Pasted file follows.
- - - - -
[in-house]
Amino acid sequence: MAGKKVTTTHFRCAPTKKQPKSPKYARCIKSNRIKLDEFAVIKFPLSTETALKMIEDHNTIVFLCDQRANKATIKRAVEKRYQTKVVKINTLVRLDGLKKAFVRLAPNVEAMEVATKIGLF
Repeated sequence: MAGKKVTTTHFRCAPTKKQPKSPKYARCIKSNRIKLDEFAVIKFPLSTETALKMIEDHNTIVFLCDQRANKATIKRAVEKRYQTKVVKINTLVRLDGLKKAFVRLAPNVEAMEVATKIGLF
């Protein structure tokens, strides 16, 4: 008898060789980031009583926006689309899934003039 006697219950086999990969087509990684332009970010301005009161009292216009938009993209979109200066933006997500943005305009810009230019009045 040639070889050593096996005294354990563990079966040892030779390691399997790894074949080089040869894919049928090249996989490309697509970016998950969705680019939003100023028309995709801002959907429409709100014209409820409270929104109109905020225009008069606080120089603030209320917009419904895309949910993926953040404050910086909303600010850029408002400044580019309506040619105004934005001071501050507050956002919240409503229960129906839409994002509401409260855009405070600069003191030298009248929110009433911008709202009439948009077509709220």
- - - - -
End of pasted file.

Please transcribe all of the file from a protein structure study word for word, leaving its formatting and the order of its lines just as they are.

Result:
[in-house]
Amino acid sequence: MAGKKVTTTHFRCAPTKKQPKSPKYARCIKSNRIKLDEFAVIKFPLSTETALKMIEDHNTIVFLCDQRANKATIKRAVEKRYQTKVVKINTLVRLDGLKKAFVRLAPNVEAMEVATKIGLF
Repeated sequence: MAGKKVTTTHFRCAPTKKQPKSPKYARCIKSNRIKLDEFAVIKFPLSTETALKMIEDHNTIVFLCDQRANKATIKRAVEKRYQTKVVKINTLVRLDGLKKAFVRLAPNVEAMEVATKIGLF
């Protein structure tokens, strides 16, 4: 008898060789980031009583926006689309899934003039 006697219950086999990969087509990684332009970010301005009161009292216009938009993209979109200066933006997500943005305009810009230019009045 040639070889050593096996005294354990563990079966040892030779390691399997790894074949080089040869894919049928090249996989490309697509970016998950969705680019939003100023028309995709801002959907429409709100014209409820409270929104109109905020225009008069606080120089603030209320917009419904895309949910993926953040404050910086909303600010850029408002400044580019309506040619105004934005001071501050507050956002919240409503229960129906839409994002509401409260855009405070600069003191030298009248929110009433911008709202009439948009077509709220």